RUSSIAN Ambassador to the Philippines Igor Khovaev on Tuesday said Russian scientists have developed a vaccine against the 2019 novel coronavirus acute respiratory disease (2019-nCoV ARD).
“It’s now being tested. We are on the right track. I believe quite soon [there will be cure for
nCoV],” Khovaev said during The Manila Times roundtable discussion.
He said Russian scientists were working with other foreign colleagues to come up with a vaccine for the deadly virus.
“I believe that an effective vaccine against the coronavirus will be created soon. So it (virus) will be defeated. Mankind will survive,” the envoy said.
Khovaev said all nations must help in defeating the nCoV, and it was not right to “isolate China.”
“It’s ridiculous [to blame China for the epidemic],” Khovaev said.
The World Health Organization warned on Tuesday that the novel coronavirus was a “very grave threat” for the planet as it hosted the first major conference on fighting the epidemic.
About 400 scientists were taking part in the two-day international meeting in Geneva, which will review how the virus is transmitted and possible vaccines against it.
“With 99 percent of cases in China, this remains very much an emergency for that country, but one that holds a very grave threat for the rest of the world,” WHO head Tedros Adhanom Ghebreyesus said.
“What matters most is stopping the outbreak and saving lives. With your support, that’s what we can do.”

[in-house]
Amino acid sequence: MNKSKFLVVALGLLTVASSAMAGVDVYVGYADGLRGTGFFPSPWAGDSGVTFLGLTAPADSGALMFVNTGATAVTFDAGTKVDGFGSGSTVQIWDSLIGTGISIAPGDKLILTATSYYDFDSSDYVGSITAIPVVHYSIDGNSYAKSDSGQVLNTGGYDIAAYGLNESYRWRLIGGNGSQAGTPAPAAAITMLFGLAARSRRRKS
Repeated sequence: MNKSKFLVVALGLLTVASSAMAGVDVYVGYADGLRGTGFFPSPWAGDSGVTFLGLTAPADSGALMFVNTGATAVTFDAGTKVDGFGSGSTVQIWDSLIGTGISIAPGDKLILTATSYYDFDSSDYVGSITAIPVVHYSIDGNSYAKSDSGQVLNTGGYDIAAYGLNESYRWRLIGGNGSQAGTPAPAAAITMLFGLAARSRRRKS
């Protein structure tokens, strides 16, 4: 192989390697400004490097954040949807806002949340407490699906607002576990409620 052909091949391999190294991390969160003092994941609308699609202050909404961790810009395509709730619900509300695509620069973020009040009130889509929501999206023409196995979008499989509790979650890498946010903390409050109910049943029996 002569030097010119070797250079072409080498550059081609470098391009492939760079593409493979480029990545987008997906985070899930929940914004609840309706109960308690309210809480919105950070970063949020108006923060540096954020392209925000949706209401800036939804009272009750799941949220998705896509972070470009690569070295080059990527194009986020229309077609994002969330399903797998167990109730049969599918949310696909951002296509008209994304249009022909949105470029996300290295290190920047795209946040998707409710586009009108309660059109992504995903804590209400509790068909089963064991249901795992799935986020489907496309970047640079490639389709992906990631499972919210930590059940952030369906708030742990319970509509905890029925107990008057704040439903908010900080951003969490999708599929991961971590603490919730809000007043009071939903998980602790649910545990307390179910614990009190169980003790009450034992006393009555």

The virus, first identified in the city of Wuhan in central China on December 31, has killed more than 1,000 people, infected over 42,000 and reached some 25 countries.
WHO has declared it a global health emergency.
Participants at the scientific conference will discuss the source of the virus, which is thought to have originated in bats and reached humans via another “intermediary” species such as snakes or pangolins.
WHO sent an advance team to China this week for an international mission to examine the epidemic.
It was unclear, however, whether the team would be able to visit Wuhan, which has been under lockdown after the outbreak was registered in a food and live animal market in the city.
‘Roadmap for research’
There is no specific treatment or vaccine against the virus and WHO has repeatedly urged countries to share data in order to further research into the disease.
“To defeat this outbreak, we need open and equitable sharing, according to the principles of fairness and equity,” Tedros said.
The WHO said it was applying a so-called R&D Blueprint, which allows the rapid rollout of research and development activities during epidemics.
Several teams of experts in Australia, Britain, China, France, Germany and the United States are racing to develop a vaccine — a process that normally takes years.
This week, a team of scientists at Imperial College London said they believed they had become the first to start animal testing of a possible vaccine in mice.
Efforts to come up with a vaccine are being led by the Coalition for Epidemic Preparedness Innovations, a body established in 2017 to finance costly biotechnology research in the wake of an Ebola outbreak in West Africa that killed more than 11,000 people.
Ultimately, however, scientists may end up in the same situation they were during the 2002-2003 outbreak of severe acute respiratory syndrome (SARS) — it died out before a vaccine could be fully developed.
A close cousin of the new coronavirus, SARS spread around the world and killed nearly 800.